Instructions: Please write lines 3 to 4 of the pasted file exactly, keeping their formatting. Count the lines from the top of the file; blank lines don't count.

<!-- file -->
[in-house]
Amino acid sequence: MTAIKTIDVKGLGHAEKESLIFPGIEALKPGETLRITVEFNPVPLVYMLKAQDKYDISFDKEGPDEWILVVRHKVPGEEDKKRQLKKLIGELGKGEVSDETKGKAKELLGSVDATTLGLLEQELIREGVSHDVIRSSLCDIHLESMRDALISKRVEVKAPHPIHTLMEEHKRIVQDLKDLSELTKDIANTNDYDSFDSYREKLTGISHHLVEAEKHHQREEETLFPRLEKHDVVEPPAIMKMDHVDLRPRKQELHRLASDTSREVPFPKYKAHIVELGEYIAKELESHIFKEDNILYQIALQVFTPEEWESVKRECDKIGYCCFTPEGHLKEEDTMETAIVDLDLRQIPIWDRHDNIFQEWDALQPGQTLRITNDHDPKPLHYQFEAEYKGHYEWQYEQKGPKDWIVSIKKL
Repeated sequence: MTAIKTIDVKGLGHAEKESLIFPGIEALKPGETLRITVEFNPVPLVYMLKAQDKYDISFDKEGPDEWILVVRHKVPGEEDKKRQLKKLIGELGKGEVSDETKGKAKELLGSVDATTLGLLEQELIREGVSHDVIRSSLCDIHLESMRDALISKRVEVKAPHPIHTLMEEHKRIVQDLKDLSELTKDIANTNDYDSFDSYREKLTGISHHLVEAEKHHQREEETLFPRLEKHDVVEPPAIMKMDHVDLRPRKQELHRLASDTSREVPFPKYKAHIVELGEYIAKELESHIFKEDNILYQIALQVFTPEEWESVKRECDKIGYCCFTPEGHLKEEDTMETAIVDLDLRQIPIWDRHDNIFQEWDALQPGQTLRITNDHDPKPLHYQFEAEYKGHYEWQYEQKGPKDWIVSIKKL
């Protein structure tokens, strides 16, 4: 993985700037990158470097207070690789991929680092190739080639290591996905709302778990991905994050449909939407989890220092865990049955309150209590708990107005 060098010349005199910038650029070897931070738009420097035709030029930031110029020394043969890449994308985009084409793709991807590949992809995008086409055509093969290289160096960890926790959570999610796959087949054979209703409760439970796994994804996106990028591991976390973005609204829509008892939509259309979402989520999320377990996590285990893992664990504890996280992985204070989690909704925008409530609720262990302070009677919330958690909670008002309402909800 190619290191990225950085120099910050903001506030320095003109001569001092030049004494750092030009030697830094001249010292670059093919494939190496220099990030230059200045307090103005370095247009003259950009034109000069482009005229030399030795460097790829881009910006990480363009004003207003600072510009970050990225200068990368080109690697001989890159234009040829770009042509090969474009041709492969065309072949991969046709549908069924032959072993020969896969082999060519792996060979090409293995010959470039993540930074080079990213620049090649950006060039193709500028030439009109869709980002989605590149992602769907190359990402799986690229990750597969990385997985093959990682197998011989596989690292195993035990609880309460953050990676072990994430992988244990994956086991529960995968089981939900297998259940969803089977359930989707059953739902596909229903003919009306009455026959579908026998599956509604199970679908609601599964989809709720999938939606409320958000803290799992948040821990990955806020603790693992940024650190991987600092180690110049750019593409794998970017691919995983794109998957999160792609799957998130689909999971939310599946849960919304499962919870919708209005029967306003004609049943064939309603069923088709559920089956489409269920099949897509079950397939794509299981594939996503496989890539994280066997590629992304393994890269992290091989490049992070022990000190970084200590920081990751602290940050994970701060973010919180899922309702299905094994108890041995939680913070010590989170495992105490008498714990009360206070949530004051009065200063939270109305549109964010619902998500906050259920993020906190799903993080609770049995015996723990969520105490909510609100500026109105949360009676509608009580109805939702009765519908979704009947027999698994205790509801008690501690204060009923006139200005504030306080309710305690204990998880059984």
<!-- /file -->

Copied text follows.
Repeated sequence: MTAIKTIDVKGLGHAEKESLIFPGIEALKPGETLRITVEFNPVPLVYMLKAQDKYDISFDKEGPDEWILVVRHKVPGEEDKKRQLKKLIGELGKGEVSDETKGKAKELLGSVDATTLGLLEQELIREGVSHDVIRSSLCDIHLESMRDALISKRVEVKAPHPIHTLMEEHKRIVQDLKDLSELTKDIANTNDYDSFDSYREKLTGISHHLVEAEKHHQREEETLFPRLEKHDVVEPPAIMKMDHVDLRPRKQELHRLASDTSREVPFPKYKAHIVELGEYIAKELESHIFKEDNILYQIALQVFTPEEWESVKRECDKIGYCCFTPEGHLKEEDTMETAIVDLDLRQIPIWDRHDNIFQEWDALQPGQTLRITNDHDPKPLHYQFEAEYKGHYEWQYEQKGPKDWIVSIKKL
């Protein structure tokens, strides 16, 4: 993985700037990158470097207070690789991929680092190739080639290591996905709302778990991905994050449909939407989890220092865990049955309150209590708990107005 060098010349005199910038650029070897931070738009420097035709030029930031110029020394043969890449994308985009084409793709991807590949992809995008086409055509093969290289160096960890926790959570999610796959087949054979209703409760439970796994994804996106990028591991976390973005609204829509008892939509259309979402989520999320377990996590285990893992664990504890996280992985204070989690909704925008409530609720262990302070009677919330958690909670008002309402909800 190619290191990225950085120099910050903001506030320095003109001569001092030049004494750092030009030697830094001249010292670059093919494939190496220099990030230059200045307090103005370095247009003259950009034109000069482009005229030399030795460097790829881009910006990480363009004003207003600072510009970050990225200068990368080109690697001989890159234009040829770009042509090969474009041709492969065309072949991969046709549908069924032959072993020969896969082999060519792996060979090409293995010959470039993540930074080079990213620049090649950006060039193709500028030439009109869709980002989605590149992602769907190359990402799986690229990750597969990385997985093959990682197998011989596989690292195993035990609880309460953050990676072990994430992988244990994956086991529960995968089981939900297998259940969803089977359930989707059953739902596909229903003919009306009455026959579908026998599956509604199970679908609601599964989809709720999938939606409320958000803290799992948040821990990955806020603790693992940024650190991987600092180690110049750019593409794998970017691919995983794109998957999160792609799957998130689909999971939310599946849960919304499962919870919708209005029967306003004609049943064939309603069923088709559920089956489409269920099949897509079950397939794509299981594939996503496989890539994280066997590629992304393994890269992290091989490049992070022990000190970084200590920081990751602290940050994970701060973010919180899922309702299905094994108890041995939680913070010590989170495992105490008498714990009360206070949530004051009065200063939270109305549109964010619902998500906050259920993020906190799903993080609770049995015996723990969520105490909510609100500026109105949360009676509608009580109805939702009765519908979704009947027999698994205790509801008690501690204060009923006139200005504030306080309710305690204990998880059984």